The events of Friday had left even the highly trained seniors exhausted, and with no call from Nick to stir up trouble, all of Melbrook was fast asleep by ten that evening. Adding to the decadence, everyone, except Chad, slept in. Not until almost nine did they begin to move through the kitchen, grabbing hastily prepared meals to replace all the energy they’d expended the day before. Perhaps nine was still early for most college students, but those people weren’t on a rigorous class and training schedule.
To their surprise, only a half hour after the Melbrook residents began moving about, Mr. Numbers and Mr. Transport emerged from their apartment behind the kitchen. It wasn’t that anyone forgot the two men lived there, it was simply that, aside from the Saturday chess game and occasional check-in, their eternal chaperones liked to give the younger Supers plenty of space. This was supposed to be like a real college experience, or as much as they could safely allow with test subjects.
“Morning, everyone.” Mr. Transport took a long swig from a coffee cup that would have seemed comically oversized, if it weren’t currently filled to the brim. “Before you all set off for the day, Mr. Numbers and I wanted to have a quick chat.”
Chad noted that everyone else in room seemed to tense at the words, though he didn’t know why. From his perspective, both men had always been courteous and trustworthy. Of course, they’d never left him stranded at the base of a mountain, so that might have been why he saw them in a different light.
“Relax, it’s nothing that bad,” Mr. Numbers said, visibly reading the room. “Word came down from on high that, given your special circumstances, any preparations we need to make for your covers could take a little longer than normal. Which means we need you all to make those choices as soon as possible to give us ample time to work in.”
“Our covers?” Vince was still rubbing the sleep from his eyes, his brain barely working at half-capacity yet.
“In case you graduate,” Mr. Transport told him. The taller of the misters walked to the living room and took a seat, causing the rest of the group to follow him, albeit some with toaster pastries in hand as they did so. “Once you leave the HCP, the secret identity rule will no longer technically be in effect, meaning you are free to live openly as a Hero, as many have before. However, due to all the risks that come with that, the DVA provides a helping hand in the form of setting up cover identities for those who want them.”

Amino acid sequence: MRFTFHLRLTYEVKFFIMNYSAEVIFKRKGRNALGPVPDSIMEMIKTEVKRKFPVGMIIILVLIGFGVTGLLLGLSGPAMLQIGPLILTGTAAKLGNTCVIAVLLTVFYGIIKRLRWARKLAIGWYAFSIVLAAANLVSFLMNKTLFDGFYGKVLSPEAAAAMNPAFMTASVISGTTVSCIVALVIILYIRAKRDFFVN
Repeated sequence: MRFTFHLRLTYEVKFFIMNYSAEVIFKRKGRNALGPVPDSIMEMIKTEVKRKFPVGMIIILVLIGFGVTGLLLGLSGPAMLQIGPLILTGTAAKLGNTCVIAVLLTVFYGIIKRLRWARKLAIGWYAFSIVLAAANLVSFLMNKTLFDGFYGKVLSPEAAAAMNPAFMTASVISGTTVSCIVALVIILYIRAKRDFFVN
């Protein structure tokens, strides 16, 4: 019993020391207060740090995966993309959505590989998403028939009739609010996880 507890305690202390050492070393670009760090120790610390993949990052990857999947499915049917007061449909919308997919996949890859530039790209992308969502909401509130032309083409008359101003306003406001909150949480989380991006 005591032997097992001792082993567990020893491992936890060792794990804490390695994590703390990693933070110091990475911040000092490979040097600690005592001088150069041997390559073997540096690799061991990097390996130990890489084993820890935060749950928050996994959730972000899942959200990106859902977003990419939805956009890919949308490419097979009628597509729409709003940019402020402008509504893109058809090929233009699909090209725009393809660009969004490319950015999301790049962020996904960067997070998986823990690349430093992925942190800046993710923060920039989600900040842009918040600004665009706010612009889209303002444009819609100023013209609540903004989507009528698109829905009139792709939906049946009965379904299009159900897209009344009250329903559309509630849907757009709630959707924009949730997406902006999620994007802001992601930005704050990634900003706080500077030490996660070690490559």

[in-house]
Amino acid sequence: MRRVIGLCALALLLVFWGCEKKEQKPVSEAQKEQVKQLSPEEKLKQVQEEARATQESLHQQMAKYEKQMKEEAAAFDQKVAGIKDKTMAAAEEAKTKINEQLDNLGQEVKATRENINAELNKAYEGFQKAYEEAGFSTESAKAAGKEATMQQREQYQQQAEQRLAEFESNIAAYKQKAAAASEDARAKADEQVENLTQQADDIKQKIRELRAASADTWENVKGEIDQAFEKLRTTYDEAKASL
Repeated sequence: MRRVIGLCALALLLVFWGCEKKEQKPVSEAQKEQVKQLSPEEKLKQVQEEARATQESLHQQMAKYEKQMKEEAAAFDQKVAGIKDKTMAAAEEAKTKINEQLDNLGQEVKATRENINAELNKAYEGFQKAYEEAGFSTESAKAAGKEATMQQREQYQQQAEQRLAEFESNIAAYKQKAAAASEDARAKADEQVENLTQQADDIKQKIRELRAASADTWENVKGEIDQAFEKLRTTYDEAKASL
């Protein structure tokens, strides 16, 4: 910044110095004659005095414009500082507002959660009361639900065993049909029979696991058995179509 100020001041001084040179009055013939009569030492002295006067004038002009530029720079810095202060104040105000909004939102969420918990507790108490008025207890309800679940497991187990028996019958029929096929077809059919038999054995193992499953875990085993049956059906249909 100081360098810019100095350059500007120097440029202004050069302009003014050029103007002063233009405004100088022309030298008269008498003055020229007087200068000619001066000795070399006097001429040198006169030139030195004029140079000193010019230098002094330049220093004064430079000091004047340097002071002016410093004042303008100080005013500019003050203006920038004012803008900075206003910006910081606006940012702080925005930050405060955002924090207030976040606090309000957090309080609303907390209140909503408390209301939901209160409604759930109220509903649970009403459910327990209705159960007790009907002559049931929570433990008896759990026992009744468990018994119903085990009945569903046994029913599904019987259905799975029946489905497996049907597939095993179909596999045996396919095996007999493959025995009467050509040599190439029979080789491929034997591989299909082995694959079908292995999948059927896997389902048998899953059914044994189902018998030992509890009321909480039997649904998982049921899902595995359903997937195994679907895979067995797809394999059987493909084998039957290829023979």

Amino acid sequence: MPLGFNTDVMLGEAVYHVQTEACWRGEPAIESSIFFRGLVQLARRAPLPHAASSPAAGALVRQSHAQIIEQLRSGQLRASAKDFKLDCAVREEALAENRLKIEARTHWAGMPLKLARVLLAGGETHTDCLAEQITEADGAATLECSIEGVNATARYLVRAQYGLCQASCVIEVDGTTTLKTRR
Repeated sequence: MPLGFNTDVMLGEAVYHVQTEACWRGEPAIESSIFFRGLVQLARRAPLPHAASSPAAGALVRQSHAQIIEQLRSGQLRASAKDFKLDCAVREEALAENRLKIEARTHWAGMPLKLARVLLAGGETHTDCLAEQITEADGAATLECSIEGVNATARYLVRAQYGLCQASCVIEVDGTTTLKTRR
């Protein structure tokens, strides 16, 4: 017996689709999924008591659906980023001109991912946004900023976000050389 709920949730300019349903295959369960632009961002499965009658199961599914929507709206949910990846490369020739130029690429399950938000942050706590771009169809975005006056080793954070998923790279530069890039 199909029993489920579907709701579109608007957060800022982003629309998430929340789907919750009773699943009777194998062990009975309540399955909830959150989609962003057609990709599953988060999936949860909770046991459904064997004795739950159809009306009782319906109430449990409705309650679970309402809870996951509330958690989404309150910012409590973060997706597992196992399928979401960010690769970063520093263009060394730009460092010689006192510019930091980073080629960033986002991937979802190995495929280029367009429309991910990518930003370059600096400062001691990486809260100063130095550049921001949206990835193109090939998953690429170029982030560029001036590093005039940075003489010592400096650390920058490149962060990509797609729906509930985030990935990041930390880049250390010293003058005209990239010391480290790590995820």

“Basically we run you through real corporations, just set up in special branches or classifications. You exist on the books, but your real work is as a Hero. That way you’ve got a ready-made explanation for when anyone in the mundane world asks what you do,” Mr. Numbers added.
“So that’s what we wanted to talk with you all about.” Mr. Transport pulled five flash drives out of his pocket and set them down on the coffee table. “First off, these stay in the dorms. If taken outside they’re set to essentially liquefy and become unusable. On each one you’ll find aptitude tests for fields related to every major, in order to find a job that fits you well. Choose your major, take the tests, peruse your options, and pick a career path you think you can pull off. Remember, you don’t actually have to do the job, you just have to be able to convince people that you do.”